Farmall Cub Forum -- Questions and answers to all of your Cub related issues.
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Plowing last year (1st cub winter) was a waste since even a gradual incline was too slippery. Since my Willys plow Jeep broke an axle before Christmas, I decided to put chains on the cub and see what happened. I ordered 8x24 standard chains from http://www.tirechains. Easy to put on, only 15 minutes or so. Last night was the first good test with some nice areas of drifted snow 3' deep or more. Ahhhhh Pushed right through it, no hesitation at all. Also, most of you weather watchers know that upstate NY saw some cold temps last week (next few days as well). Low was -24 at my house Friday AM - a new record for the house. Anyhow, the night before, the cub started no problem at -10. Of course I stalled it trying to run the hydraulics before it was warmed up, but it does start fine with a well tuned 6 volt system - and it had not been started in about 10 days prior. Looks like the cub will make a fine backup plow system. I do wish I had a power angle on it and also a float position and also wider wings....... Anyone ever put a homemade extension on the plow blade?
Since I got my cub Thanksgiving 2002, I have collected a single bottom plow, tandem disk harrow, sickle mower, Mott flail mower, grader blade, and a wagon. Love it, really cuts down on my work around the house. have not tried the Mott mower yet - looks like a real bear to hookup and the grass got too long for it before I could get it on last year. Also have rebuilt carb/starter/generator, run new wires and fuel lines. Really need to add some red paint.
Throught I would share my fun and success since everything I know about and have done to this tractor has come from reading what you folks write.
went through the same thing for several years, on a long hilly gravel road. Finally tried wrapping some heavy duty dog chains around the wheels for a season or two, untill I could afford a good set. Makes a big difference in traction.
Regarding the Mott, it is not near as hard to install as it looks. Set it where you have plenty of room, and then drive with the right side of the tractor next to it on the hitch side of the mower. The Mott is sturdy enough you can run the front wheel over the hitch and cut the steering hard right while applying the right brake. You will end up with the Mott setting under the tractor in approximately the right position to mount. The Motts are good mowers, but don't have any lifting action so if anything is laying down it doesn't get cut. They also will wrap up in tall stringy grass such as fescue, but for a general purpose mower, especially when there is a danger of throwing things, they do a good job. I've been using one for 15 years.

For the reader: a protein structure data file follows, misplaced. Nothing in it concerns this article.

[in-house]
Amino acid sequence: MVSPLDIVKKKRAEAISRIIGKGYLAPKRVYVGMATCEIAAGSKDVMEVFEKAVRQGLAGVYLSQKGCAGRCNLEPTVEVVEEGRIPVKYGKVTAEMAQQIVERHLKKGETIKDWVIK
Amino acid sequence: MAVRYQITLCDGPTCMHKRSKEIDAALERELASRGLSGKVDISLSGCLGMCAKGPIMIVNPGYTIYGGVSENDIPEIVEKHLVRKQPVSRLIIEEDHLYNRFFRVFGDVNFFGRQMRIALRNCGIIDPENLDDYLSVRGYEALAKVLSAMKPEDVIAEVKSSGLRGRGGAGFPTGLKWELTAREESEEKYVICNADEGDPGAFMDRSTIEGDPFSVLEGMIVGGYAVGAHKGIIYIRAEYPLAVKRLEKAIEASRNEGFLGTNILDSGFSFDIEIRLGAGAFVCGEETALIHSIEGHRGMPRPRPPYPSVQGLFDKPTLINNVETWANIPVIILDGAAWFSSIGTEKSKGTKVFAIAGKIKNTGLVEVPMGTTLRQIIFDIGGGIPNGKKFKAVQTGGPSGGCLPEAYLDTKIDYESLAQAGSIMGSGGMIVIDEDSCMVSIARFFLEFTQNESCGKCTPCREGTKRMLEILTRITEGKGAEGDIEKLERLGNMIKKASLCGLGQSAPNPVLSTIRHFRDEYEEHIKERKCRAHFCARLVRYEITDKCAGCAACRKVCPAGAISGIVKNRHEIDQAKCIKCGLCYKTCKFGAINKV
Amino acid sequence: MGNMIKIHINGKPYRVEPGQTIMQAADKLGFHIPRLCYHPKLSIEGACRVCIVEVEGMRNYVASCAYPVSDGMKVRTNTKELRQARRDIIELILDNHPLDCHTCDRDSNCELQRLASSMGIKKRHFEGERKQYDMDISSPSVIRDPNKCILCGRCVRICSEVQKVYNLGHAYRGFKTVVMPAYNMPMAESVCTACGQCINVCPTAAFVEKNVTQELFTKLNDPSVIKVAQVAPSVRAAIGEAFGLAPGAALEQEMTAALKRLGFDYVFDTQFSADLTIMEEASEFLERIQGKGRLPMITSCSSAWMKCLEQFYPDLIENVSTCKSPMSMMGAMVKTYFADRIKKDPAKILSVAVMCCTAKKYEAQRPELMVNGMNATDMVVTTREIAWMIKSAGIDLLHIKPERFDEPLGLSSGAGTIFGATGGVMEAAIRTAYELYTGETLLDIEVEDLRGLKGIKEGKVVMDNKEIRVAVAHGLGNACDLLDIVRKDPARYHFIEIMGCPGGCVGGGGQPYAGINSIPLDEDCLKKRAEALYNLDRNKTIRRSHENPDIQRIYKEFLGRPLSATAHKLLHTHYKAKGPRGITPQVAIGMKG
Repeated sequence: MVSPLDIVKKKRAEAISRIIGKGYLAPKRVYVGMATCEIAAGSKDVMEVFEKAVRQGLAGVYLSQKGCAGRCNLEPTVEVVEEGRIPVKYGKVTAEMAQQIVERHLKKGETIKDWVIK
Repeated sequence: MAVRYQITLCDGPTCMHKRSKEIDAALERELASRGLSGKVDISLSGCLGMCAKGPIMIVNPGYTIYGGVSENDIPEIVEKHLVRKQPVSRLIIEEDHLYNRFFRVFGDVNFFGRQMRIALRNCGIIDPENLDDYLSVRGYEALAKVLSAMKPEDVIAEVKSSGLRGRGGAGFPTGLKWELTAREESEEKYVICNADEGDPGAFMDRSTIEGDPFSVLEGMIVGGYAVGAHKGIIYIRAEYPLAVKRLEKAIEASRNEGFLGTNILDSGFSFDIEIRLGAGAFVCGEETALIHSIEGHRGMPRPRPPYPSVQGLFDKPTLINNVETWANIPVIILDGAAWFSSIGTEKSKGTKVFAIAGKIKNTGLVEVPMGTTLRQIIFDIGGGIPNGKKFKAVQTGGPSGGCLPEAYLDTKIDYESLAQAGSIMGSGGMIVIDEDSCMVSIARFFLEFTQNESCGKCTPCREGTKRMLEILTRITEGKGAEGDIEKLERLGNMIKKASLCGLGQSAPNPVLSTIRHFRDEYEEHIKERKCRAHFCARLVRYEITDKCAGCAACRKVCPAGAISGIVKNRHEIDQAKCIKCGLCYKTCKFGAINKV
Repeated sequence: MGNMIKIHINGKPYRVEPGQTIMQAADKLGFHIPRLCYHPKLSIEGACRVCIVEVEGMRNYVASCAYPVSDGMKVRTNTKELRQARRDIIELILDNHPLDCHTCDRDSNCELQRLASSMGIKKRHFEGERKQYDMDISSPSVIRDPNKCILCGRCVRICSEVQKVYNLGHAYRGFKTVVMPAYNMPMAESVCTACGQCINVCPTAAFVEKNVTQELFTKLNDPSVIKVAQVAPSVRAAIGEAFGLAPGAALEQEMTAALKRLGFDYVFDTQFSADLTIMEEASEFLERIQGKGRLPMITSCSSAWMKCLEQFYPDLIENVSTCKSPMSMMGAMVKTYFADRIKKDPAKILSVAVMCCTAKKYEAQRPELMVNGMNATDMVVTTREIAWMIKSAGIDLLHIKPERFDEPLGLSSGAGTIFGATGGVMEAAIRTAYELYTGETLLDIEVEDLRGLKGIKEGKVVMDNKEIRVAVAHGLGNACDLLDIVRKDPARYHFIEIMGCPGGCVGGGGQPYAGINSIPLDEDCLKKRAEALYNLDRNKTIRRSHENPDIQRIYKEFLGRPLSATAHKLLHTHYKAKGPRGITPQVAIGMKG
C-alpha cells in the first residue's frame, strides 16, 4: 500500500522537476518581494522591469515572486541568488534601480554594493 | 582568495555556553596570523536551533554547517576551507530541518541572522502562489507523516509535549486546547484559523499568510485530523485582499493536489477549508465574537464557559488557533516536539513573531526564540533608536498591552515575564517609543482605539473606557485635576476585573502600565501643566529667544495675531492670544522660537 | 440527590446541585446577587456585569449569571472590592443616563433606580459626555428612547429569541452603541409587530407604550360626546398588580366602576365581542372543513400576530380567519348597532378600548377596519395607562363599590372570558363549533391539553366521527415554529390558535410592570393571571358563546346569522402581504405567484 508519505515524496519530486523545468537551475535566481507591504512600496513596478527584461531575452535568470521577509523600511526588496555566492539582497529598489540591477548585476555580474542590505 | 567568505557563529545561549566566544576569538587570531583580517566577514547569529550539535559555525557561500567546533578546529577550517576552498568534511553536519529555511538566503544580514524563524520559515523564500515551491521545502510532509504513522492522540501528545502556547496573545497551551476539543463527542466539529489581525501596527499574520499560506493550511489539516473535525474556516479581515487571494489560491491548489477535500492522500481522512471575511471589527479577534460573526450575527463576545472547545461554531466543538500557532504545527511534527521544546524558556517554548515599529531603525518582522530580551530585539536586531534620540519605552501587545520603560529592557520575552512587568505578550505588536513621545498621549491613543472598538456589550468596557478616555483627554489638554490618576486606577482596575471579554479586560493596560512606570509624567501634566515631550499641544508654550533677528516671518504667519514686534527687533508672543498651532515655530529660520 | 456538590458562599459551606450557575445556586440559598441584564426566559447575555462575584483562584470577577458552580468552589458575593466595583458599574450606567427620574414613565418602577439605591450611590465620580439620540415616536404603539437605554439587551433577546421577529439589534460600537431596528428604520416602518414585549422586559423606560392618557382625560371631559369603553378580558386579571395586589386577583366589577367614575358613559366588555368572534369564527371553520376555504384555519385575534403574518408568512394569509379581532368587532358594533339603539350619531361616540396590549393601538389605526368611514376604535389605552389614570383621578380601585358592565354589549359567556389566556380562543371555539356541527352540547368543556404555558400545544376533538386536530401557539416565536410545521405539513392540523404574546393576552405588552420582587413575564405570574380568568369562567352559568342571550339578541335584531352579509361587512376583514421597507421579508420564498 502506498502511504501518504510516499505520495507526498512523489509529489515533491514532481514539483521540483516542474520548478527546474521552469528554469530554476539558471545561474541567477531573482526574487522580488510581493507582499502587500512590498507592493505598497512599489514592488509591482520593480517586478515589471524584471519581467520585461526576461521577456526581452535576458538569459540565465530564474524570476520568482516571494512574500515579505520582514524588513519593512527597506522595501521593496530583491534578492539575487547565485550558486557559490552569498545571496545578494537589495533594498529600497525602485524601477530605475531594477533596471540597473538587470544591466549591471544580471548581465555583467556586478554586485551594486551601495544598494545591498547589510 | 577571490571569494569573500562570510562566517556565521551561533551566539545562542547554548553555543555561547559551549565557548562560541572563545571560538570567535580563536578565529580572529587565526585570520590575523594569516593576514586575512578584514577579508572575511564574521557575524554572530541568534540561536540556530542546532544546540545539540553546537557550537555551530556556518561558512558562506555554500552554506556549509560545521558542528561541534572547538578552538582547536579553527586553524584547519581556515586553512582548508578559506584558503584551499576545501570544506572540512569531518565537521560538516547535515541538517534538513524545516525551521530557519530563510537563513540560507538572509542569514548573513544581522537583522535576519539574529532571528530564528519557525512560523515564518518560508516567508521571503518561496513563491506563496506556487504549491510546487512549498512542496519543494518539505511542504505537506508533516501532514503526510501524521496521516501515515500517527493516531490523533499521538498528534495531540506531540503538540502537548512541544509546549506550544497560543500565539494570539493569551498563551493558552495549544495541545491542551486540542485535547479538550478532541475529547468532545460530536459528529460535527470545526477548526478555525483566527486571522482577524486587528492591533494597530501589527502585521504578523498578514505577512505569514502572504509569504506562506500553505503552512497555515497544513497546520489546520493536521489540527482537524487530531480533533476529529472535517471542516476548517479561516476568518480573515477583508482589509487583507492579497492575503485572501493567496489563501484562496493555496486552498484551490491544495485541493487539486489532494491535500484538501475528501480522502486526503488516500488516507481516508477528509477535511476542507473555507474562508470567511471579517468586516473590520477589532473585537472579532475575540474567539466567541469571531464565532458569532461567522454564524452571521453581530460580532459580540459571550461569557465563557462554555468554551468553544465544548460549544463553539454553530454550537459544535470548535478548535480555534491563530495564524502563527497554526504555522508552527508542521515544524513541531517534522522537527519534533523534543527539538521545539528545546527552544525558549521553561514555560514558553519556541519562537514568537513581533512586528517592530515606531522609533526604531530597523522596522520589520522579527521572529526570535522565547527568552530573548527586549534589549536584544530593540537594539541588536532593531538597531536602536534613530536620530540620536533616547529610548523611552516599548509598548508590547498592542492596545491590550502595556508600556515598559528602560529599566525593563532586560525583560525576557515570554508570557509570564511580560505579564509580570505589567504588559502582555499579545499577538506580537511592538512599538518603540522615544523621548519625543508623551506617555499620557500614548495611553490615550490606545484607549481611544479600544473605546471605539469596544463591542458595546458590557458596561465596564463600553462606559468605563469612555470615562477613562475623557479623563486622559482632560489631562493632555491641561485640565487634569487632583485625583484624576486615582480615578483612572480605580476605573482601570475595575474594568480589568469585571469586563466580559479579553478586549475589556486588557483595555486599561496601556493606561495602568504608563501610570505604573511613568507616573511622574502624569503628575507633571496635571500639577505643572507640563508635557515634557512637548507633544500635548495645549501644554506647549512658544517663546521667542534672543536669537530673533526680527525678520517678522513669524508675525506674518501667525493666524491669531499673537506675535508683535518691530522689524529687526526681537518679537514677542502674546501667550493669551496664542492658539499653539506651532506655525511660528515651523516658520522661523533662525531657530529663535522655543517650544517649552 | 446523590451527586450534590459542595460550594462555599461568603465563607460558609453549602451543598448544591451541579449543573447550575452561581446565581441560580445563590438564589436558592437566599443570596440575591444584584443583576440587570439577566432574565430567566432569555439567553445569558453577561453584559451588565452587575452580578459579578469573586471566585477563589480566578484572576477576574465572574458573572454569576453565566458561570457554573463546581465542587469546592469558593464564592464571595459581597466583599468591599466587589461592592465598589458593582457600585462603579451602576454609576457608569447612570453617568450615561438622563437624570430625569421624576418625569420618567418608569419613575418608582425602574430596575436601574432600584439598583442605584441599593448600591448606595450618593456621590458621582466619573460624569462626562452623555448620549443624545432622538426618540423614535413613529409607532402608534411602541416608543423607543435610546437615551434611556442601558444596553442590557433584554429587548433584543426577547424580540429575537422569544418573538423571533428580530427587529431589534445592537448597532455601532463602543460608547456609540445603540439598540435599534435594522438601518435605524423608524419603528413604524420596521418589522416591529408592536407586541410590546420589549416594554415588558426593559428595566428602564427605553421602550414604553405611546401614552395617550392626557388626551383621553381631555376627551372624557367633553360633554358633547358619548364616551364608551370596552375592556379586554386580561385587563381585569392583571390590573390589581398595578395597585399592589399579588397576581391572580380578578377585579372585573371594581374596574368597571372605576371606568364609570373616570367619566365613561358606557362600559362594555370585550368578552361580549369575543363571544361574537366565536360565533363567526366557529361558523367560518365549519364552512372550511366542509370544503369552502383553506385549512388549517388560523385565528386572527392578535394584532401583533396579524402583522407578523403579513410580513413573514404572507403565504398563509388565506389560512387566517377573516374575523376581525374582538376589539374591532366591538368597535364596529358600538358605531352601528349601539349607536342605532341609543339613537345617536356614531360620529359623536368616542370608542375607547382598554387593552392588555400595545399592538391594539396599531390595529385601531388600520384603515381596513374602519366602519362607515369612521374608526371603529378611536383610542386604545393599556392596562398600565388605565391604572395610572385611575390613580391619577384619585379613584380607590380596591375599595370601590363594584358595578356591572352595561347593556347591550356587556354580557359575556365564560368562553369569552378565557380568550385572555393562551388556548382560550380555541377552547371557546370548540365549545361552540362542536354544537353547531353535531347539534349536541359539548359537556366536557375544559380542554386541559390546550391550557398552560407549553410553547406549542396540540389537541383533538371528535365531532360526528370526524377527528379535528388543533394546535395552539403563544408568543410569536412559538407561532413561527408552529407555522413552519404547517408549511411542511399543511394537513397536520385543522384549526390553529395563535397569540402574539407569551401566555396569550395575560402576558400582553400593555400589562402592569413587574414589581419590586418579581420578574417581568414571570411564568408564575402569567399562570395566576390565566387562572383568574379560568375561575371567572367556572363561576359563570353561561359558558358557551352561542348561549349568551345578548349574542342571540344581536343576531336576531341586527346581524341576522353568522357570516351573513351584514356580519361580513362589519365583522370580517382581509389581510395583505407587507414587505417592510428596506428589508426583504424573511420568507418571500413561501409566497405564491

"The Constitution is not an instrument for the government
to restrain the people, it is an instrument for the people to restrain the
government lest it come to dominate our lives and interests." Patrick Henry
I too have used a mott mower for probably 25 or more year and love it. It takes a while to sharpen the knives but it's well worth it. Also I use those little spring clips instead of cotter keys. They are faster to change but I loose one now & then. The chains still don't get me up my driveway since about 1/3 of it is pretty steep. I have wheel weights and have been told that fluid would add about 400 lbs. Any one know if thats about right?
By the way I just made the step but just got it painted today.
I have chains on loaded tires w/weights and while I don't have the incline that you do, I can't imagine it wouldn't chug through/over/up just about anything. Mine will push snow til it comes over the top of the blade and just keeps on pushin'.
Care and feeding of family's Ford 641 ('61)
Kubota BX 1860
For those of us with paved driveways, what do the chains do to the driveway in the way of marks or gouges, if anything? The last two years in NJ have been unusual with snow. I used to call our winters "sissy". Not any more.
No problems that I've seen. I've run chains on our drive for 5 years and no marks. Really, it's a lot easier to plow now than when it was a gravel drive.
Our drive has a small hill (Maybe 6' rise in 300' length) in the middle and then slopes down (About 2' in a 100' length) to the road. I would crown over the hill going out to the road and start to dig in pretty bad when it was gravel not to mention when the snow was wet I would get a tube of snow going in front of the blade and start picking up gravel pretty bad.
48 CUB & 52 Super A
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